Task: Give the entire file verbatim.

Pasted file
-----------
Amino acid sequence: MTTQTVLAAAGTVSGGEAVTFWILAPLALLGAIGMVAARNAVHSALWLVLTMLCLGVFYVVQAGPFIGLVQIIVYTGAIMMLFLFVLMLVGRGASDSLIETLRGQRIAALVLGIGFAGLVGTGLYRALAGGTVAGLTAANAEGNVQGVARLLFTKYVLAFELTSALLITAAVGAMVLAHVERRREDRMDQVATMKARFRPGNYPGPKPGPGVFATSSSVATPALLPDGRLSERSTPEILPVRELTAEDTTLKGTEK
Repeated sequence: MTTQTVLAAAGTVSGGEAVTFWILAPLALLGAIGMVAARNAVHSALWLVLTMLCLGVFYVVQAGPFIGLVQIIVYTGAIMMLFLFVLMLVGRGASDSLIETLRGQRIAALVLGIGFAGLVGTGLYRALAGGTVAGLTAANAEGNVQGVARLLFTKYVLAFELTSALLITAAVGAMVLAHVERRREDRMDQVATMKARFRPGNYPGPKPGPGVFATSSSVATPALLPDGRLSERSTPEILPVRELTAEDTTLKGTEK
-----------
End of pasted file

Amino acid sequence: MTTQTVLAAAGTVSGGEAVTFWILAPLALLGAIGMVAARNAVHSALWLVLTMLCLGVFYVVQAGPFIGLVQIIVYTGAIMMLFLFVLMLVGRGASDSLIETLRGQRIAALVLGIGFAGLVGTGLYRALAGGTVAGLTAANAEGNVQGVARLLFTKYVLAFELTSALLITAAVGAMVLAHVERRREDRMDQVATMKARFRPGNYPGPKPGPGVFATSSSVATPALLPDGRLSERSTPEILPVRELTAEDTTLKGTEK
Repeated sequence: MTTQTVLAAAGTVSGGEAVTFWILAPLALLGAIGMVAARNAVHSALWLVLTMLCLGVFYVVQAGPFIGLVQIIVYTGAIMMLFLFVLMLVGRGASDSLIETLRGQRIAALVLGIGFAGLVGTGLYRALAGGTVAGLTAANAEGNVQGVARLLFTKYVLAFELTSALLITAAVGAMVLAHVERRREDRMDQVATMKARFRPGNYPGPKPGPGVFATSSSVATPALLPDGRLSERSTPEILPVRELTAEDTTLKGTEK